Reference > Quotations > James Wood, comp. > Dictionary of Quotations
James Wood, comp.  Dictionary of Quotations.  1899.
Madame de Staël
  Comprendre c’est pardonner—To understand is to pardon.  1
  Courage of soul is necessary for the triumphs of genius.  2
  Enthusiasm gives life to what is invisible, and interest to what has no immediate action on our comfort in this world.  3
  Faith is generally strongest in those whose character may be called weakest.  4
  Gaiety pleases more when we are assured that it does not cover carelessness.  5
  Good taste cannot supply the place of genius in literature, for the best proof of taste, when there is no genius, would be not to write at all.  6
  If it were not for respect to human opinions, I would not open my window to see the Bay of Naples for the first time, whilst I would go five hundred leagues to talk with a man of genius whom I had not seen.  7
  La musique seule est d’une noble inutilité, et c’est pour cela qu’elle nous émeut si profondément; plus elle est loin de tout but, plus elle se rapproche de cette source intime de nos pensées que l’application à un objet quelconque reserve dans son cours—Music alone is nobly non-utilitarian, and that is why it moves us so profoundly; the further it is removed from serving any purpose, the nearer it approaches that inner spring of our thoughts which the application to any object whatever hampers in its course.  8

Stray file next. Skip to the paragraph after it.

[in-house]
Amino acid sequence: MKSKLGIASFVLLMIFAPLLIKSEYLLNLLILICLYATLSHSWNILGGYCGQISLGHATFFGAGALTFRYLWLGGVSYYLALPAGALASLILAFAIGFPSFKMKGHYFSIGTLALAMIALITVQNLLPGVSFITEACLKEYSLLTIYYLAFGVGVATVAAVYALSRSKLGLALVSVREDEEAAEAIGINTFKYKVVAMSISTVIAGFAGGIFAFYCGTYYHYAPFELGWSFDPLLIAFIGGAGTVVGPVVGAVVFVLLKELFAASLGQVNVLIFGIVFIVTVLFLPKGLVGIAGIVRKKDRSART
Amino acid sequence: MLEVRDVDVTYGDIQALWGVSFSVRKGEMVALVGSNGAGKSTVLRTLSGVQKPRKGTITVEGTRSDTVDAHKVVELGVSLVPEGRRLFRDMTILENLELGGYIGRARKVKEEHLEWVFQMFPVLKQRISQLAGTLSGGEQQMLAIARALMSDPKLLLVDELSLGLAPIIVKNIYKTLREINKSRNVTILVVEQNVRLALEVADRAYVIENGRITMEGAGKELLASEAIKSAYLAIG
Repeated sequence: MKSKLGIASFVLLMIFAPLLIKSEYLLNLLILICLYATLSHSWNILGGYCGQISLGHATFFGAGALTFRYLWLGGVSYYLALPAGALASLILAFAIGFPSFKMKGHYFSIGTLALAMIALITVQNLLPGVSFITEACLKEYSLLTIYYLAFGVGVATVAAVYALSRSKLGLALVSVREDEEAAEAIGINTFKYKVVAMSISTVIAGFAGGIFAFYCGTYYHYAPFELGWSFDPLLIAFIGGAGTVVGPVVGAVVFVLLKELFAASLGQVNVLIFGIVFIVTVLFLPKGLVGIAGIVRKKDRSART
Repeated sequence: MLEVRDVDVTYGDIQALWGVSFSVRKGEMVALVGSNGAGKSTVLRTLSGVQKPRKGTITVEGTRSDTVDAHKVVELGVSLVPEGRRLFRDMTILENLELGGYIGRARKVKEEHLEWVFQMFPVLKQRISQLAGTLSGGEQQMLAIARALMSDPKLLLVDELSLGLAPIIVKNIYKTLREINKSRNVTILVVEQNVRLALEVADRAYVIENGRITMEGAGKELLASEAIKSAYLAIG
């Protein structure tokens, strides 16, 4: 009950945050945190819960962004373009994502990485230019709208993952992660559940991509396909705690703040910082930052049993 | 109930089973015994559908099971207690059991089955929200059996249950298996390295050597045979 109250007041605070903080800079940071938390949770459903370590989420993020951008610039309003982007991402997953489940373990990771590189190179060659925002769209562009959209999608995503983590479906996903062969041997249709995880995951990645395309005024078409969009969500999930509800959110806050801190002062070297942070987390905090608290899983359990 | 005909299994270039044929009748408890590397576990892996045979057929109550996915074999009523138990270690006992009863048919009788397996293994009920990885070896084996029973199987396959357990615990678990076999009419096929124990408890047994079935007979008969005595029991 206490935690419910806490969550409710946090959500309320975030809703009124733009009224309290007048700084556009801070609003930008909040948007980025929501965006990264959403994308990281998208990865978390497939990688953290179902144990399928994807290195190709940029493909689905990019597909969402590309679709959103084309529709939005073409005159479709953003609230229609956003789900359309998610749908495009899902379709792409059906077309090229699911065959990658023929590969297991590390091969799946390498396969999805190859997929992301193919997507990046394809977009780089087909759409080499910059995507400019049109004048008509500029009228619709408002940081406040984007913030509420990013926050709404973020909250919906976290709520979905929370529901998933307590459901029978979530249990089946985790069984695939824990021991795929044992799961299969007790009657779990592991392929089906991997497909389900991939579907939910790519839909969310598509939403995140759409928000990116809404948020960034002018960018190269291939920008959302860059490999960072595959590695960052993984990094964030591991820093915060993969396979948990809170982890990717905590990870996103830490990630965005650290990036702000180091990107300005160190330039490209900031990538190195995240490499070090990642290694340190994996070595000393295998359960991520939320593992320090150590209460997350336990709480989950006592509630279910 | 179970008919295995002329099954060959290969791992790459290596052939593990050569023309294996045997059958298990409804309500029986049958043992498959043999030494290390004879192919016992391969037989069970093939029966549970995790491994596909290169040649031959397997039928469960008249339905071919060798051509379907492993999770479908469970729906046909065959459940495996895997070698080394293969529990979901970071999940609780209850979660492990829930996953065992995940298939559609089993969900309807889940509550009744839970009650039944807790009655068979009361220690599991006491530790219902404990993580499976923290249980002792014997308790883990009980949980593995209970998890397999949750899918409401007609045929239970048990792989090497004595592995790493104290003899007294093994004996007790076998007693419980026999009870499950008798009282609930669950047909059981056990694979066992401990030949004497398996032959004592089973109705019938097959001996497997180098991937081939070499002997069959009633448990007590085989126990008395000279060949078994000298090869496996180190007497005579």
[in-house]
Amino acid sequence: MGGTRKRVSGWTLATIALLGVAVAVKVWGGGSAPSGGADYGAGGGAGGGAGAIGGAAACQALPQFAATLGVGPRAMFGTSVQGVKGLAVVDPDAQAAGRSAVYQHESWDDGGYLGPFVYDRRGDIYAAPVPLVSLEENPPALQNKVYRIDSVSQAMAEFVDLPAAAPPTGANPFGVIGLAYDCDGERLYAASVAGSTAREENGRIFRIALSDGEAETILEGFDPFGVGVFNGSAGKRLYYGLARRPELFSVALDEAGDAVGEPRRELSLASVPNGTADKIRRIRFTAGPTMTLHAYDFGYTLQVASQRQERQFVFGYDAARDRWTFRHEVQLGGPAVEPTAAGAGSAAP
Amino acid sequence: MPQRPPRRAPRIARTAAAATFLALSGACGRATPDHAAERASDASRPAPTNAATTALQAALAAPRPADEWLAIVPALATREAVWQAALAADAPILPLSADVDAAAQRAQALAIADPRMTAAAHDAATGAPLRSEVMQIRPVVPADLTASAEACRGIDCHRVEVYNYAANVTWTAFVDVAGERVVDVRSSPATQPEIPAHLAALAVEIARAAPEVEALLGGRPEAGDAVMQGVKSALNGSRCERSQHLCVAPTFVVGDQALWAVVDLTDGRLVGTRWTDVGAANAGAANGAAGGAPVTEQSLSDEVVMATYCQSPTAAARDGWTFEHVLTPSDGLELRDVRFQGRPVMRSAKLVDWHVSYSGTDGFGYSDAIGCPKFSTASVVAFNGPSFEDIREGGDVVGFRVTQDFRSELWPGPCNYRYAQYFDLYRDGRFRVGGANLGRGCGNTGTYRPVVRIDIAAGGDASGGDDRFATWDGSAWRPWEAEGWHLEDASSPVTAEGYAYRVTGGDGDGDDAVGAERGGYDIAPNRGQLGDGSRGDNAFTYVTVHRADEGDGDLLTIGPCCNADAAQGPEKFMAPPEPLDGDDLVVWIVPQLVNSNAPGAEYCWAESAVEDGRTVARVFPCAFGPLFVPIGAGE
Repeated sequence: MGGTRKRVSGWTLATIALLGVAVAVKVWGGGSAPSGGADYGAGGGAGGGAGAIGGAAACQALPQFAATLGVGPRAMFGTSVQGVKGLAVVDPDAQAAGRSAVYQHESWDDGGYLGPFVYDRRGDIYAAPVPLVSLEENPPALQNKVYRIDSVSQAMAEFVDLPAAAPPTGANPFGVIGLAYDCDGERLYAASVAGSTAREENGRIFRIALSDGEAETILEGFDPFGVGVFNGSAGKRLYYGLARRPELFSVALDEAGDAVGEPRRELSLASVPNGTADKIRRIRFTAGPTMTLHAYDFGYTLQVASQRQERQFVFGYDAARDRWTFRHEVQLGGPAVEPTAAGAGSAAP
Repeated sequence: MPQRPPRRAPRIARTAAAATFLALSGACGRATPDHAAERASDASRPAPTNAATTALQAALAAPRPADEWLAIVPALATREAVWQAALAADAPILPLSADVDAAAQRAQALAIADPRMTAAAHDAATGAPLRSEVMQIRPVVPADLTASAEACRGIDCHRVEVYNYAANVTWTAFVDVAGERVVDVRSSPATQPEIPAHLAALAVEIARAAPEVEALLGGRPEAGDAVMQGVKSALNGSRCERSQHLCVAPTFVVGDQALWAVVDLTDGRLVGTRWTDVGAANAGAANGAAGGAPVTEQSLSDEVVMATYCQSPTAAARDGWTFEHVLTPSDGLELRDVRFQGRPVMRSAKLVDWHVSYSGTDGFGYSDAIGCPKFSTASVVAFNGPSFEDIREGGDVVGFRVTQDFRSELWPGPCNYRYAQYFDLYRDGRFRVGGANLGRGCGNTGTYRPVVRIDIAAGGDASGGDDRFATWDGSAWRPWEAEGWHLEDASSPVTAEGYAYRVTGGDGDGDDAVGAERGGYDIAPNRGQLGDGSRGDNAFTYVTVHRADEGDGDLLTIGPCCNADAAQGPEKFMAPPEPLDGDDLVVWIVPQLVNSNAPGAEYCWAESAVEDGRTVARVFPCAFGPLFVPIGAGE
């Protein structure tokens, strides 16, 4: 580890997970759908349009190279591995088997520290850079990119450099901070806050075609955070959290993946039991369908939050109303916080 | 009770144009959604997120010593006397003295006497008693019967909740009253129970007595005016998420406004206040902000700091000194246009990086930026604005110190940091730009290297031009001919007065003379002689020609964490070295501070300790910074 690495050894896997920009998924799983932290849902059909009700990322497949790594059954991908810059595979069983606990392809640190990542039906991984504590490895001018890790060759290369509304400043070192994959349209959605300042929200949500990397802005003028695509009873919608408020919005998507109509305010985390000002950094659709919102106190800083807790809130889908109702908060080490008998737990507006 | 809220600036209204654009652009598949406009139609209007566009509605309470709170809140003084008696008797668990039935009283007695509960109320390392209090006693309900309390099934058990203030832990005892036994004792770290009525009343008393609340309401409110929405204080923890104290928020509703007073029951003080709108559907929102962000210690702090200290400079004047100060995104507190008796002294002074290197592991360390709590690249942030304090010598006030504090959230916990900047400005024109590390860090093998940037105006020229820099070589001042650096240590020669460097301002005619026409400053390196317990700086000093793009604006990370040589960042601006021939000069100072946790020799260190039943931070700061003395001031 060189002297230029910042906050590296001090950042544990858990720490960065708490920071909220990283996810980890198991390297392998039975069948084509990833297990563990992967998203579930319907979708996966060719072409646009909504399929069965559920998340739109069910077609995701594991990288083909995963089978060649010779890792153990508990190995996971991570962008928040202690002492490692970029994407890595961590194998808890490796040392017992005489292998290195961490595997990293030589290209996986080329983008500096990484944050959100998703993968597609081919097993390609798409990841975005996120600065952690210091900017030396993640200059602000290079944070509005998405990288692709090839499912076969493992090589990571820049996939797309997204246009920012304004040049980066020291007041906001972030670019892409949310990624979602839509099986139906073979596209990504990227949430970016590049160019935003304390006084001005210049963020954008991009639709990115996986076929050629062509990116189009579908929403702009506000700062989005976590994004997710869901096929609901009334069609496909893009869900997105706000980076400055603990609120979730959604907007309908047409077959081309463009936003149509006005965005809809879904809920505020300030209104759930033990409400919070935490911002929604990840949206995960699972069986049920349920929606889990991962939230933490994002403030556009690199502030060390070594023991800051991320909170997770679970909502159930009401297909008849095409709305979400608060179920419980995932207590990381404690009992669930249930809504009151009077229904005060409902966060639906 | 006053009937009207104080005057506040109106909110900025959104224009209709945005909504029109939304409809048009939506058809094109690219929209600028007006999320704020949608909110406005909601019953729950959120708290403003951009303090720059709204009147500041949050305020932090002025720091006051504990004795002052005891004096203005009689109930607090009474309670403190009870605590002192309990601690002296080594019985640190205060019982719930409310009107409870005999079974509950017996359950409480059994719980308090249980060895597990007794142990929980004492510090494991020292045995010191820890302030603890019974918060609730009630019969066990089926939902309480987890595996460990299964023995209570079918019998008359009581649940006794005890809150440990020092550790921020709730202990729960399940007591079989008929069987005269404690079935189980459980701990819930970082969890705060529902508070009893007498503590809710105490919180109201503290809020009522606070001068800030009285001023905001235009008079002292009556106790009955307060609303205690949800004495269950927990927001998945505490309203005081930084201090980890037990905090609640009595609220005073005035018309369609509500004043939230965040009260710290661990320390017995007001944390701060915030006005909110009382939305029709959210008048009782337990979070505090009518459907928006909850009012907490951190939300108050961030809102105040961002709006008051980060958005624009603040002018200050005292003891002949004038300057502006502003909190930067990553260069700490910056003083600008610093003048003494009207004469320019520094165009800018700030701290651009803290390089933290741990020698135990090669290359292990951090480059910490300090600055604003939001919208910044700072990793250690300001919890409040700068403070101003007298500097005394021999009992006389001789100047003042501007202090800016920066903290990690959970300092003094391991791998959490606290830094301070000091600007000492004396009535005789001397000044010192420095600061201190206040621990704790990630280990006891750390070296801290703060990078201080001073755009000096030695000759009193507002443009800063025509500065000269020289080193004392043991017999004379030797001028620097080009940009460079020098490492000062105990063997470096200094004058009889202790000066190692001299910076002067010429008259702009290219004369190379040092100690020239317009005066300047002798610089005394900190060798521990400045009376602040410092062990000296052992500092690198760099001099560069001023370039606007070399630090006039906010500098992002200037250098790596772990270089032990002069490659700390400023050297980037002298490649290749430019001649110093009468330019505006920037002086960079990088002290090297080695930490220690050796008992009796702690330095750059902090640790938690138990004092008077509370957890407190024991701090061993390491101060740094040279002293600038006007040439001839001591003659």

Love, which is only an episode in the life of a man, is the entire history of a woman’s life.  9
  Men err from selfishness, women because they are weak.  10
  Nothing in love can be premeditated; it is as a power divine, that thinks and feels within us, unswathed by our control.  11
  Providence has given to the French the empire of the land; to the English, that of the sea; to the Germans, that of—the air.  12
  Purity of mind and conduct is the first glory of a woman.  13
  Religion is nothing if it is not everything; if existence is not filled with it.  14
  Robespierre à pied et à cheval—Robespierre on foot and on horseback, i.e., Robespierre and Napoleon.  15
  Society develops wit, but contemplation alone forms genius.  16
  Superstition is related to this life, religion to the next; superstition allies itself to fatality, religion to virtue; it is by the vitality of earthly desires we become superstitious, and by the sacrifice of these desires that we become religious.  17
  The voice of conscience is so delicate that it is easy to stifle it; but it is also so clear that it is impossible to mistake it.  18
  We must not judge of despots by the temporary successes which the possession of power enabled them to achieve, but by the state in which they leave their country at their death or at their fall.  19
  Whatever is natural admits of variety.  20
  When a noble life has prepared old age, it is not the decline that it recalls, but the first days of immortality.  21
  When we destroy an old prejudice, we have need of a new virtue.  22

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